As so often, it was by pure coincidence that I happened to be in the Osaka-Kyoto-Kobe metro area just in time for me to witness the main event of the Gion Matsuri, a major annual festival held in Kyoto: the Yoiyama parade. The largest of the floats in these parades can weigh up to twelve tons, be 25 meters tall, have wheels almost two meters in diameter and be pulled and manned by around 40 people. I must say that I expected the festival to be rather interesting, but my expectations were topped by far, and it was absolutely mind blowing to watch and be part of this.
As is only typical for Japan, different centuries seemed to clash as a result of this age-old tradition – traditional floats moving past office high rises, a 360 degree video being shot by a westerner in traditional Japanese clothing, and a Japanese man taking a break behind his float, calling a friend on his phone – if you look closely, you will see the clash of the ages wherever you look.
That night, back in my residence in Osaka, I got to witness a thunderstorm in the distance. Being the sucker for meteorology that I am (especially when I can combine it with an awesome photo opportunity), I found a way to prop open the fire escape door and climbed near the very top of the high-rise building I was in, in order to get the best possible view of the lightning activity. I am quite happy with the pictures that came out of my little adventure.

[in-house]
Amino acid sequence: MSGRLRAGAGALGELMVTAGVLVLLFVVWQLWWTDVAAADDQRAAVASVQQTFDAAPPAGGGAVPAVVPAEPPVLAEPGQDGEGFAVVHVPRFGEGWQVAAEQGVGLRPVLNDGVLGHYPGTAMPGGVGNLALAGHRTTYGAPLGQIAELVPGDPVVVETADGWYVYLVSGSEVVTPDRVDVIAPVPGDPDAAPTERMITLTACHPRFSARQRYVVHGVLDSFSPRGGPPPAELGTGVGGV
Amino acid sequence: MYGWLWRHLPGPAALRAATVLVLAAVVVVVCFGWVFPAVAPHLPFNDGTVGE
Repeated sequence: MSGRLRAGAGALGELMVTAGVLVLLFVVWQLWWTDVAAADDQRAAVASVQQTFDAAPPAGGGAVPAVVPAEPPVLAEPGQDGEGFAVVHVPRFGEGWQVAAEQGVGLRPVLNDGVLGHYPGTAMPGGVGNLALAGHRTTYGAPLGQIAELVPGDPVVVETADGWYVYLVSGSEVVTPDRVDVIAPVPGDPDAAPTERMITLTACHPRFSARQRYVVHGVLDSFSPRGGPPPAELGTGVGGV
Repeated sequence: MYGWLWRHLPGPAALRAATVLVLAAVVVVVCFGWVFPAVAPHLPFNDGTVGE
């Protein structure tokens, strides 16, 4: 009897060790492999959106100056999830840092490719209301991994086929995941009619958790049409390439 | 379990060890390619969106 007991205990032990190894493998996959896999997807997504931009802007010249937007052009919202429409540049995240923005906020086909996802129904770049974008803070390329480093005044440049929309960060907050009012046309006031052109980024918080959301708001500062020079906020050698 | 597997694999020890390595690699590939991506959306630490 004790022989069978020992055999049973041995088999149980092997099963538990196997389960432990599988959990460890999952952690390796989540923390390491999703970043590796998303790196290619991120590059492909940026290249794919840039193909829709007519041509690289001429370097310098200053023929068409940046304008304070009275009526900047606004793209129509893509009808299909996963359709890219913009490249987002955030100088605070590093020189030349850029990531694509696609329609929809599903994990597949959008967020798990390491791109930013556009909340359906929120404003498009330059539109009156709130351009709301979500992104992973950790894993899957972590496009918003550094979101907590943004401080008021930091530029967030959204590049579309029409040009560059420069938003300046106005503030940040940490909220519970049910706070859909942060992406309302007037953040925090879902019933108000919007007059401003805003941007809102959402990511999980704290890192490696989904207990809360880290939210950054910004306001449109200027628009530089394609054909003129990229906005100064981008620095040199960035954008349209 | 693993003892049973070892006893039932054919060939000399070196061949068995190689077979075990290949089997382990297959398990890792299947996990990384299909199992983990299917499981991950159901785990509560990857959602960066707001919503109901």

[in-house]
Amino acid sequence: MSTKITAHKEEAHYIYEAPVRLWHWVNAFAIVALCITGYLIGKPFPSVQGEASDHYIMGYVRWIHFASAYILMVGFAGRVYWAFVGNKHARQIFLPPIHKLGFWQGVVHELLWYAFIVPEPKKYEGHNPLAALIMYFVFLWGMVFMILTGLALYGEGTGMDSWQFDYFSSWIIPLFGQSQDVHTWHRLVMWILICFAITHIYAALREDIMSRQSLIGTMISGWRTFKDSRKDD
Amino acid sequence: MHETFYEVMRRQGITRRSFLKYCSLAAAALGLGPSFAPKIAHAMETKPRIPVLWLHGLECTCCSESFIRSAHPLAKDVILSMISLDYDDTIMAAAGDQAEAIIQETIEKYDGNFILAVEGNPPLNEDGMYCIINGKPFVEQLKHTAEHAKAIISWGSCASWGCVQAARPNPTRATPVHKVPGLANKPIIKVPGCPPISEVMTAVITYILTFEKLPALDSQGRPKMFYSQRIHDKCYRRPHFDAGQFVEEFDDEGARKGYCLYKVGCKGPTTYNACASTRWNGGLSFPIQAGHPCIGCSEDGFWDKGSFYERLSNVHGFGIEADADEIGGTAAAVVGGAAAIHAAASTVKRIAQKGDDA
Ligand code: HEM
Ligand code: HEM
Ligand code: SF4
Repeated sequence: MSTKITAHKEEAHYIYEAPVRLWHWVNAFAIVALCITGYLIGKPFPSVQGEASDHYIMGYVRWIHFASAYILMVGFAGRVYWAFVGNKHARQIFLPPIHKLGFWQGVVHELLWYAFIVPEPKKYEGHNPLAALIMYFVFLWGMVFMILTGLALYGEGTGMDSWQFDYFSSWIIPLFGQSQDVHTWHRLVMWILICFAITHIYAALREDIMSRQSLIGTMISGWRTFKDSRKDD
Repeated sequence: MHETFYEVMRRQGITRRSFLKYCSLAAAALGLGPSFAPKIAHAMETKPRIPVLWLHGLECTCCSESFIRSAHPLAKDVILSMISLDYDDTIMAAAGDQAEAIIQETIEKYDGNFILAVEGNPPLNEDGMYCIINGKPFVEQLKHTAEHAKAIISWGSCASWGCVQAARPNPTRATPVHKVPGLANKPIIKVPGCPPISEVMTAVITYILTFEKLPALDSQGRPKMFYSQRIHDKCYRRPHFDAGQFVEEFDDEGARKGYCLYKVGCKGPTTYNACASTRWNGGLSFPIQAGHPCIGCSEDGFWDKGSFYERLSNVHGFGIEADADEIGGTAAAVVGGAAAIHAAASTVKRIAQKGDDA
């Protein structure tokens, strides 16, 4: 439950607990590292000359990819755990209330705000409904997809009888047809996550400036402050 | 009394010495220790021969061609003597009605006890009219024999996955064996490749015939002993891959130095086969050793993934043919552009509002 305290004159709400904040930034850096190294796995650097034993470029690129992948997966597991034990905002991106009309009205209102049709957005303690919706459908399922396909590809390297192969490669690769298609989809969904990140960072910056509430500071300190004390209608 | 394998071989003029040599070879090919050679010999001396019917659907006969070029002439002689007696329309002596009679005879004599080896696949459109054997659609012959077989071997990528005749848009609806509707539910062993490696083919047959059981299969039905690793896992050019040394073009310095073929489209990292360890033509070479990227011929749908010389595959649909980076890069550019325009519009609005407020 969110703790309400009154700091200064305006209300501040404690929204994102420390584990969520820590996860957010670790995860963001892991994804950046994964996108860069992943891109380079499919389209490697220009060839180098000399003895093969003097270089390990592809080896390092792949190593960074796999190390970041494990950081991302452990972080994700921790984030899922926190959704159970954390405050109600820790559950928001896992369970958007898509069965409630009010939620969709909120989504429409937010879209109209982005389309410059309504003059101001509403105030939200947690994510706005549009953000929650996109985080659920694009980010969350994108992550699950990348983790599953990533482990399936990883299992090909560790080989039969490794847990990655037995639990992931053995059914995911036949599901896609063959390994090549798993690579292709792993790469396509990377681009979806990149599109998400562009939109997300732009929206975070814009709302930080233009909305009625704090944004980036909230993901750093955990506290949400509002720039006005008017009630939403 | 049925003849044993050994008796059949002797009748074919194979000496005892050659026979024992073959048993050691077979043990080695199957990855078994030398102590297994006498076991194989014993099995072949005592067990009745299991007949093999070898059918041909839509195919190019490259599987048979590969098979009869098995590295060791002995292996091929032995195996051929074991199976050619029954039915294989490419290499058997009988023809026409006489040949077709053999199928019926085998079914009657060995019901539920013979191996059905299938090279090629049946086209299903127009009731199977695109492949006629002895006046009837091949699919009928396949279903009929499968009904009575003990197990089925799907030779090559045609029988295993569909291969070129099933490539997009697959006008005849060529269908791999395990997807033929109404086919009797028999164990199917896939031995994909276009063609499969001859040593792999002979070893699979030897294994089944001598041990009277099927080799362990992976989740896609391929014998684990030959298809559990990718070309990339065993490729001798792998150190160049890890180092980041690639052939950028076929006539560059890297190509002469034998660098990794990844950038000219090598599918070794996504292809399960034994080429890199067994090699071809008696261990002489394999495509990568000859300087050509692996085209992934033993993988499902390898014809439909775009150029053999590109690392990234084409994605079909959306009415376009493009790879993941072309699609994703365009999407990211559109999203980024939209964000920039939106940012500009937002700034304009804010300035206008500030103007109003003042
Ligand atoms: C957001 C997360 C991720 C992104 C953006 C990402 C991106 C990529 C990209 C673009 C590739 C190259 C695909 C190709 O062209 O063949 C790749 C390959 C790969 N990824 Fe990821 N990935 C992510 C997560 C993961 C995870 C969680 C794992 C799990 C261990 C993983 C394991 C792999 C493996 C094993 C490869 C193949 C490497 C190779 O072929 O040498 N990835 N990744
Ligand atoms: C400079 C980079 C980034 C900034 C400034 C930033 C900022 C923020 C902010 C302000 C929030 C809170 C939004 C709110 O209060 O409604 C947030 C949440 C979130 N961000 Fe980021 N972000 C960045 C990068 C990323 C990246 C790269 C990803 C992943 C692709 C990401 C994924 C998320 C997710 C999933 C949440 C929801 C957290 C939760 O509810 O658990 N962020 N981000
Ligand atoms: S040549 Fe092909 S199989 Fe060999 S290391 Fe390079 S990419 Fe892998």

Speaking of night in Osaka, it is very bright indeed (which, I suppose, isn’t too surprising considering the number of people that live in the metro area being the second highest in the country just after Tokyo). Especially the Dotonbori area, filled with shops, restaurants and tourists is filled with neon signs, LED screens and lots of lights. It is well worth a visit if you are in Osaka, but don’t expect to necessarily get an “authentic” Japanese experience, but instead one that is considerably fueled by the tourism industry.